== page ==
Its resilience stems from the high degree of its members’ motivation, its network of alliances with other jihadi groups that provide ISIS-K assistance and multiply its reach, its attraction to disaffected members of the Taliban and other militants (especially from Pakistan), and its ability to recruit individuals from outside the Afghanistan-Pakistan region, including from India. One of the group’s key assets is its ability to attract a steady stream of experienced leaders and fighters from other local groups who know the region and how to survive in it.
Prior to the beginning of the United States’ withdrawal from Afghanistan, there was general consensus that ISIS-K was a threat outside of Afghanistan’s borders as well, with intentions to launch attacks on the United States and other Western countries. The combined efforts of the U.S. and others over the past five years have left the group without the capability to do so. However, U.S. intelligence estimates earlier this year suggested that if counterterrorism pressure were removed, the group might reconstitute the ability to attack the United States directly within 18 to 36 months.”
“ISIS-K is also a sworn enemy of the Taliban. The group sees the Taliban as a bunch of sell-outs, who have abandoned the higher calling of a global caliphate in pursuit of their own goal of ruling Afghanistan. Calling them (among other things) “filthy nationalists,” ISIS-K has consistently sought to denigrate the Taliban and seize the mantle of jihad from its amīr al-muʾminīn (“Leader of the Faithful”), Mullah Haibatullah Akhundzada.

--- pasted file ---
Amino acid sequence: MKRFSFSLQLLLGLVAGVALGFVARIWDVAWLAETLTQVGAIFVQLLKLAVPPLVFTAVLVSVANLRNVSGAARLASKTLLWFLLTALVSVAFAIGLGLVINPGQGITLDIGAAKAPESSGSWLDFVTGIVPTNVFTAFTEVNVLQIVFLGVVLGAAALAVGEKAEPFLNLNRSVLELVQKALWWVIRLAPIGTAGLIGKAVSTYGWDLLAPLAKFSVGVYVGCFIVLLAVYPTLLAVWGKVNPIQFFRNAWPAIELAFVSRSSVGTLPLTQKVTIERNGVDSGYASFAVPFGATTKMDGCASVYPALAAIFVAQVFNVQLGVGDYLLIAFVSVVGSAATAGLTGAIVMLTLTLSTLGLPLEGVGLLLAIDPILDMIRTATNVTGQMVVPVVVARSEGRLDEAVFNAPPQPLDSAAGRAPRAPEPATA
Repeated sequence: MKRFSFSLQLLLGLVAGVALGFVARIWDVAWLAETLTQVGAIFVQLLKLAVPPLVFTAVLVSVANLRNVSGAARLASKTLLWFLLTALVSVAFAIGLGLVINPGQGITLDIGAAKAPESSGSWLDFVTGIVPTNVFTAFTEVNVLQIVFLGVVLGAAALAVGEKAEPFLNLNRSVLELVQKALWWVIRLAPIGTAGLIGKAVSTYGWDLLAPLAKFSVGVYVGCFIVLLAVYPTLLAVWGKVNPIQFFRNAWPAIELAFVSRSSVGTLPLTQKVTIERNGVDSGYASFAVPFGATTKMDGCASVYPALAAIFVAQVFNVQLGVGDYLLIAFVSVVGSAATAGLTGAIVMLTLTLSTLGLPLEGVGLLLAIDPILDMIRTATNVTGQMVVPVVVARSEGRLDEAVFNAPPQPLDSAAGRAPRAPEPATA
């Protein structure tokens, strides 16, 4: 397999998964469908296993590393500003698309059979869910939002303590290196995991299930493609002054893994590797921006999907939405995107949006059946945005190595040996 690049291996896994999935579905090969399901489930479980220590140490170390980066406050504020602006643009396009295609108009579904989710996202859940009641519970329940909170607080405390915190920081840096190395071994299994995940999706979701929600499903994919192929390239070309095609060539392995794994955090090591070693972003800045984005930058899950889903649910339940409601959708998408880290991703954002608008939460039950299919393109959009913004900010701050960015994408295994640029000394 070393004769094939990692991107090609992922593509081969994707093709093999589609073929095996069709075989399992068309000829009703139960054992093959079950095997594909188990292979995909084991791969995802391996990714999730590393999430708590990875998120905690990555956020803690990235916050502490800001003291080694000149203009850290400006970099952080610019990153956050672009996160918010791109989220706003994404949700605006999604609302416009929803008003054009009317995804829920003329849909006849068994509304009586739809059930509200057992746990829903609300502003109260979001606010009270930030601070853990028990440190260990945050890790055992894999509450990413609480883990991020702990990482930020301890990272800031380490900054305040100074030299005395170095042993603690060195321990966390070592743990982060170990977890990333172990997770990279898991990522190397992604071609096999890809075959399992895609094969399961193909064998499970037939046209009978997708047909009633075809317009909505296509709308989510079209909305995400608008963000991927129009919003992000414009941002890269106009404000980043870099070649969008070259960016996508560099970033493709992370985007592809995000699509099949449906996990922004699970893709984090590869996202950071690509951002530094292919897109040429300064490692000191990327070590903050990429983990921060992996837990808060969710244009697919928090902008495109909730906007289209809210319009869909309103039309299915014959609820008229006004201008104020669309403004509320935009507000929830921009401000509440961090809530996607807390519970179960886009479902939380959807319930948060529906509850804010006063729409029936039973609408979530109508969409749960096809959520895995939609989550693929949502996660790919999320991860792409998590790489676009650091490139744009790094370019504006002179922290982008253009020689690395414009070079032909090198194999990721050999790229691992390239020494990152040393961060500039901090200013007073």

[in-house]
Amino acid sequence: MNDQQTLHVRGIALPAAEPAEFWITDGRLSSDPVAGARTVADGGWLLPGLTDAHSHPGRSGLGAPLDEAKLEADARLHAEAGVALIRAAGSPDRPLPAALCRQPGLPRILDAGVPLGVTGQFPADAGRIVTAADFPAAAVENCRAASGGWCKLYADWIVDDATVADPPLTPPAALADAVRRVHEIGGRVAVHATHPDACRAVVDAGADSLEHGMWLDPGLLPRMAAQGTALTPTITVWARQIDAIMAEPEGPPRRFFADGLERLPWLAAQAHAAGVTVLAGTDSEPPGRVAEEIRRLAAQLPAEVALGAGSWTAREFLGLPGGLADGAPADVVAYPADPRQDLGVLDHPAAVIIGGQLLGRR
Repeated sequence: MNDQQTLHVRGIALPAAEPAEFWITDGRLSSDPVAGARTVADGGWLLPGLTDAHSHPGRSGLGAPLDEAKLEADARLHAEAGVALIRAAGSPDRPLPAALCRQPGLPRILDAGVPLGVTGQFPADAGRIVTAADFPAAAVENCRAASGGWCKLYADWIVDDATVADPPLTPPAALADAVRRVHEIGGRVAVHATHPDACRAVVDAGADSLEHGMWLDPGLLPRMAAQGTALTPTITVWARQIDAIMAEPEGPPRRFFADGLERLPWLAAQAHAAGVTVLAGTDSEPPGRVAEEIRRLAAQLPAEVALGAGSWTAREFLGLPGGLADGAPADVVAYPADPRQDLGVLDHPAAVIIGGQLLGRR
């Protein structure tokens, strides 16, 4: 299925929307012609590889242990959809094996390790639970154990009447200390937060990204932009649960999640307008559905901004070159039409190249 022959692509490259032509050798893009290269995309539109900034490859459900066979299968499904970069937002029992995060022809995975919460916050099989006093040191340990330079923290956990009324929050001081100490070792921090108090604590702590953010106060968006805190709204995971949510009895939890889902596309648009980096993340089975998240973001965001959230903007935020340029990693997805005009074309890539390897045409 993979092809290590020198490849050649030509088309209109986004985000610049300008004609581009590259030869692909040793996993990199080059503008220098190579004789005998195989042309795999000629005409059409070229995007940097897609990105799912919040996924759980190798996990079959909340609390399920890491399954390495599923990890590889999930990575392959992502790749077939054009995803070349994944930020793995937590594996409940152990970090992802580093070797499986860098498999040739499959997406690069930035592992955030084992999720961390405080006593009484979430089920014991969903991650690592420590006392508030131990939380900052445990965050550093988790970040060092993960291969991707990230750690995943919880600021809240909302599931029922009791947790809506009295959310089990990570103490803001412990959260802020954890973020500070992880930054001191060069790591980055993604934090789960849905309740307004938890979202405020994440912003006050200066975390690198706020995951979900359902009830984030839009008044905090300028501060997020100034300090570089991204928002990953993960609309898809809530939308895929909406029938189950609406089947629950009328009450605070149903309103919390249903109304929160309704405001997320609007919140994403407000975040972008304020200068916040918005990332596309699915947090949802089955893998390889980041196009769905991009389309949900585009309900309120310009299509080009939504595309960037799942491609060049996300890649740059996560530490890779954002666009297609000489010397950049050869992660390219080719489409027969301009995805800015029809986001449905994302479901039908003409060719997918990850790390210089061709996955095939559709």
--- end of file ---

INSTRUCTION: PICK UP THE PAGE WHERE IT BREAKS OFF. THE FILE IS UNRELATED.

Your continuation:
For the Taliban, ISIS-K represents one of two immediate internal challenges to its writ as the new government of Afghanistan (the other being the National Resistance Front). For the U.S., the group’s rivalry with the Taliban presents both opportunities and challenges.”
“According to the head of U.S. Central Command, General Kenneth McKenzie, the U.S. has been providing the Taliban sanitized intelligence on ISIS-K threats in Kabul since Aug. 14. Further, he gave credit to the Taliban for having taken action on that intelligence, saying “we believe that some attacks have been thwarted by them.” So one opportunity is to build on this relationship of counterterrorism cooperation, at least insofar as it applies to the common enemy of ISIS-K.
A significant challenge, however, is how far to take such cooperation given both the political and operational risks. For example, the reported provision by the U.S. to the Taliban of names of Americans and Afghans that the U.S. wanted to be let through Taliban checkpoints created political uproar at home, with critics claiming that such action amounted to putting those Afghans on a Taliban “kill list.” Another major challenge is the Taliban’s cooperative relationship with jihadist groups beyond ISIS-K. The most notable of these from a U.S. perspective is al-Qaeda, which retains a small presence in Afghanistan and close ties to the Taliban that neither group is likely to sever anytime soon.”
“Based on a preliminary assessment, U.S. officials believe the suicide vest used in the attack, which killed at least 169 Afghans in addition to the 13 Americans, carried about 25 pounds of explosives and was loaded with shrapnel”
““We began to recognize that ISIS was pulling in not just fighters but people with unique skills: technical skills, scientific skills, financial skills,” said General Joseph Votel, the Pentagon’s special-operations chief at the time and a regular participant in the discussions. “That gave us pause. We all witnessed the horrific things they were doing. You had to make the presumption that if they got their hands on a chemical weapon, they would use it.””